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Preparing to Return After a Difficult Semester

Jennifer Sullivan

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It's common for students to struggle in college, especially during their first year — or during a global pandemic!

After finishing a tough semester (or two), it can be overwhelming for a student to think about returning to campus.

Academic difficulty can take its toll on your student’s emotional and physical health. How can you help them be resilient and step back into a situation that was previously hard for them?

Here is advice for helping your student prepare to return to campus with renewed confidence — and with a plan for weathering the tough times should they happen again.

1. Build Their Confidence

Returning to college after a difficult semester is all about self-esteem, confidence and "getting back on the bicycle." Whether returning to a physical campus or virtual learning, the first new semester after an unsuccessful one can be scary.

Your student needs extra confidence-building during the weeks and months leading up to the start of classes. Remind them that they have done hard things before. Remind them that life is full of challenging times and they have survived every one of them so far. Teens and young adults are skilled at "reading the room." If your student knows that you see their strengths and believe in their ability to bounce back and be resilient then they will be more open to your encouragement.

2. Acknowledge Their Fear

Validating your students’ feelings and apprehension is crucial to creating a foundation for building their confidence. Students need to feel heard before they will listen to your praise and/or accept your advice.

I recommend conversation starters such as this:

“Let’s talk about your experience at college last year. I know it was really difficult for you. What do you think about when you think about last year?" (If the answer is negative, you can try this.) "I want to help you reframe the way you thought about last year. I know it was really tough, but I saw that you learned __________. ”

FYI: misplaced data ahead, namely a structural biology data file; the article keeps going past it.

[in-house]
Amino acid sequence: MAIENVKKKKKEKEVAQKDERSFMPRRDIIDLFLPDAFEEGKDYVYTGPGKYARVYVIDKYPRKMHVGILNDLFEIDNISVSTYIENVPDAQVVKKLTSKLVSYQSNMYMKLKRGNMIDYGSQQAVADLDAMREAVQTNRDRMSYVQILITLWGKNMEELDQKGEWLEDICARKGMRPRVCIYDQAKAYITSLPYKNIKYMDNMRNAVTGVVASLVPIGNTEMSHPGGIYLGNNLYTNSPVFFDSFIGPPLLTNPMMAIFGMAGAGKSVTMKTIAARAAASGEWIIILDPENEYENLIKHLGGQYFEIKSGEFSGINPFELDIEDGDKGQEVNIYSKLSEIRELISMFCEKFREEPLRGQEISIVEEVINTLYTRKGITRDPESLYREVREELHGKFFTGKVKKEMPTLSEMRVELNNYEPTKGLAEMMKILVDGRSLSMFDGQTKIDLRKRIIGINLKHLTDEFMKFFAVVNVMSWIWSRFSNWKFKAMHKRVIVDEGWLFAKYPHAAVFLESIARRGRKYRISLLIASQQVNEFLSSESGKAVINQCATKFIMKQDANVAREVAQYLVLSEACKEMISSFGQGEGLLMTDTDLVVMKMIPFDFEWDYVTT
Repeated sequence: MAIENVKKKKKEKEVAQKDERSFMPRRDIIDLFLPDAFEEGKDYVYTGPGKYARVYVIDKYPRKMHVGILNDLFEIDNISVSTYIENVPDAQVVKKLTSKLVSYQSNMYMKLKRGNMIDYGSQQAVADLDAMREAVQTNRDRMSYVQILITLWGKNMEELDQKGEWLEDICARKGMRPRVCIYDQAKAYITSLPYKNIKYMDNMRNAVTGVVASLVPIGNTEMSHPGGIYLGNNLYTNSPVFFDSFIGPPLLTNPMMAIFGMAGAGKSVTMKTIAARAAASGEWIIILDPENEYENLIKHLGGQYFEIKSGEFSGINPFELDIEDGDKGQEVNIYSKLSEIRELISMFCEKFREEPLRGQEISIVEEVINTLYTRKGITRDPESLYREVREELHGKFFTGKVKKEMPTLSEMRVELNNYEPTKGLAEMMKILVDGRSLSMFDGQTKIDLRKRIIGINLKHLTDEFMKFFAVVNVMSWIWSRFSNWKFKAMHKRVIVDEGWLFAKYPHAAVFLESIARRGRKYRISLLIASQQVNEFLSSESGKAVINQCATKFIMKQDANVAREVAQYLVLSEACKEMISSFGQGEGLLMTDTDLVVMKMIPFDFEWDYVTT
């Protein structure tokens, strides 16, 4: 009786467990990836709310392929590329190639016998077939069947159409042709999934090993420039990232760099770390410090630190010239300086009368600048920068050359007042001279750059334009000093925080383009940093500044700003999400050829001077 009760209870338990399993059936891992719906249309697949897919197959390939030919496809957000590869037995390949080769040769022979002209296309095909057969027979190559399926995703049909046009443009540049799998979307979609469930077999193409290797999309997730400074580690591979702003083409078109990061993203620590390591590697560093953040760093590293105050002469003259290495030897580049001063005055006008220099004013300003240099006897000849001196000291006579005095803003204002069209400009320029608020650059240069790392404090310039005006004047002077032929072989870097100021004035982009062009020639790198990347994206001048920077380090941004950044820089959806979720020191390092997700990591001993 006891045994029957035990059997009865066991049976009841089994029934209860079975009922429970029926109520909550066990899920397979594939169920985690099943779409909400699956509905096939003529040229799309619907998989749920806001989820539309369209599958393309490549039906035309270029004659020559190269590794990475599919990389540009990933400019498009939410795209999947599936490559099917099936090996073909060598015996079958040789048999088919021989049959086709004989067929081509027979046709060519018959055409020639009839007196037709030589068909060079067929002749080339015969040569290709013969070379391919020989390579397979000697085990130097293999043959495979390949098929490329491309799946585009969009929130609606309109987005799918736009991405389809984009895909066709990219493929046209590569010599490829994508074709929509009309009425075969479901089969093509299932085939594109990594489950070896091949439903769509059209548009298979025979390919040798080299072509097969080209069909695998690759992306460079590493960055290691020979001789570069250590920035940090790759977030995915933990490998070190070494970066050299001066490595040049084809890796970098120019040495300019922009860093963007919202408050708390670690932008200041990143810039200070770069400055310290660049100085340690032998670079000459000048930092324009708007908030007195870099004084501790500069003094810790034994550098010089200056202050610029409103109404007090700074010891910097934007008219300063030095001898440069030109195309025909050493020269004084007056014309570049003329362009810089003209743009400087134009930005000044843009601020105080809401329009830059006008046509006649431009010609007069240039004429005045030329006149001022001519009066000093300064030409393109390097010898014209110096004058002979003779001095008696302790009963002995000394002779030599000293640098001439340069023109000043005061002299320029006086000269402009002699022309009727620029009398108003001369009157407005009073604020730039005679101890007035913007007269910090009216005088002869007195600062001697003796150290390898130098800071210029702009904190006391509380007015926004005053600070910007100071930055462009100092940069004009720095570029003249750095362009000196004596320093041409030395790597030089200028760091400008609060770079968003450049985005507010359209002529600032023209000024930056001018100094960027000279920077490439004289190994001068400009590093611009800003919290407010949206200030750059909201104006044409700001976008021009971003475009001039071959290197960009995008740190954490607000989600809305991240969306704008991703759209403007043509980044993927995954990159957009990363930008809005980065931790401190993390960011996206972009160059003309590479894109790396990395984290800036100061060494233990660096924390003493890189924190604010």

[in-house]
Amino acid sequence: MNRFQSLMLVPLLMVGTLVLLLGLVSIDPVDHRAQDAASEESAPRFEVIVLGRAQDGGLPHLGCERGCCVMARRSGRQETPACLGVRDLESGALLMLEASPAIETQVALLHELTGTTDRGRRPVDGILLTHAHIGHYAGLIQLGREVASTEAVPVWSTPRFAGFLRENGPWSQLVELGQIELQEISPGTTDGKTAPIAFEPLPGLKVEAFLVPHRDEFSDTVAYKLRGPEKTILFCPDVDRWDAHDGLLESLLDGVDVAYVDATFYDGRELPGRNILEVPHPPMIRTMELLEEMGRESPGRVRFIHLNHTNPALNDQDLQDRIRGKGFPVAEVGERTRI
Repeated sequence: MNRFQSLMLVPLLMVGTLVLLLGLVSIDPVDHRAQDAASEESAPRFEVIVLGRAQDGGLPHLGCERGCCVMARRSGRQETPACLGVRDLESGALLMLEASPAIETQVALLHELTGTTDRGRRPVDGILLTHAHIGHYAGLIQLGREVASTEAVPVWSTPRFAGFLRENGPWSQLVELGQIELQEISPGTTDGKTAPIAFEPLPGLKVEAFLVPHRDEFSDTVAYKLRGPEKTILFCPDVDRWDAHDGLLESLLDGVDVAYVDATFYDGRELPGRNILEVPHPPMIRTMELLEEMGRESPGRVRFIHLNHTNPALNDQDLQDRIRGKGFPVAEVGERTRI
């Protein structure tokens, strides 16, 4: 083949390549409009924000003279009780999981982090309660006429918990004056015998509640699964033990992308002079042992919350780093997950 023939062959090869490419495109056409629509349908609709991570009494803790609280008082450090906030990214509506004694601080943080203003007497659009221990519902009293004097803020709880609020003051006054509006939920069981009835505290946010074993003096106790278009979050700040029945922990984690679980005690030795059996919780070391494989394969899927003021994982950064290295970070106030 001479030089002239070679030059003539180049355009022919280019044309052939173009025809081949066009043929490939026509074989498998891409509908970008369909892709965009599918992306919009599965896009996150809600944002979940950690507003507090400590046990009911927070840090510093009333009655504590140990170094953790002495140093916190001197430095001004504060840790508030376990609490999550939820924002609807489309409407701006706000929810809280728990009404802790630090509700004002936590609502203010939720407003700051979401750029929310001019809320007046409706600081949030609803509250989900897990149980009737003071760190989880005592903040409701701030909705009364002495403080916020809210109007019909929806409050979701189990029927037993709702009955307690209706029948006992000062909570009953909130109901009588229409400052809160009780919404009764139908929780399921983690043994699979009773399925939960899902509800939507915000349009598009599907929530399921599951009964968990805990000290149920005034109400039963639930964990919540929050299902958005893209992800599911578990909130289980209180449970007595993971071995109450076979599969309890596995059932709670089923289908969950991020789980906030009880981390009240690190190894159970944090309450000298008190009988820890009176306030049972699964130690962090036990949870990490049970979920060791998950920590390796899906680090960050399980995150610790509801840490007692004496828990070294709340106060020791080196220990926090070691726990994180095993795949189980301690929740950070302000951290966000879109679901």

“College is only a few weeks away. I’d like to help you feel prepared and ready to be successful for this year. Is there anything you needed last semester that I can give you before you start this semester?"

These conversation starters let your student know that you understand their previous experience was tough. Starting with a statement of understanding will help them be more open to the rest of the conversation.

Read 4 Steps to Better Conversations With Your Student >

3. Depersonalize Failure

Even if your student isn’t showing it or talking about it, I guarantee they are thinking about their mistakes and reliving where and how the semester went wrong. They feel responsible for their difficulties which leads to thoughts such as “I can’t do college” or “I’m never going to be successful.”

Students feel awful when they know that they made a mistake — and worse than awful if the mistake has jeopardized their ability to play on an NCAA athletic team, created conflict with their roommate, or resulted in academic probation or the need to withdraw from college.

Students bear the weight of a difficult semester long after the semester is over.

As an executive functioning coach working with college students, one of the most important tools I offer in the beginning of a semester is reassuring students that difficulty isn’t personal. Difficulty is a result of not having the right tools.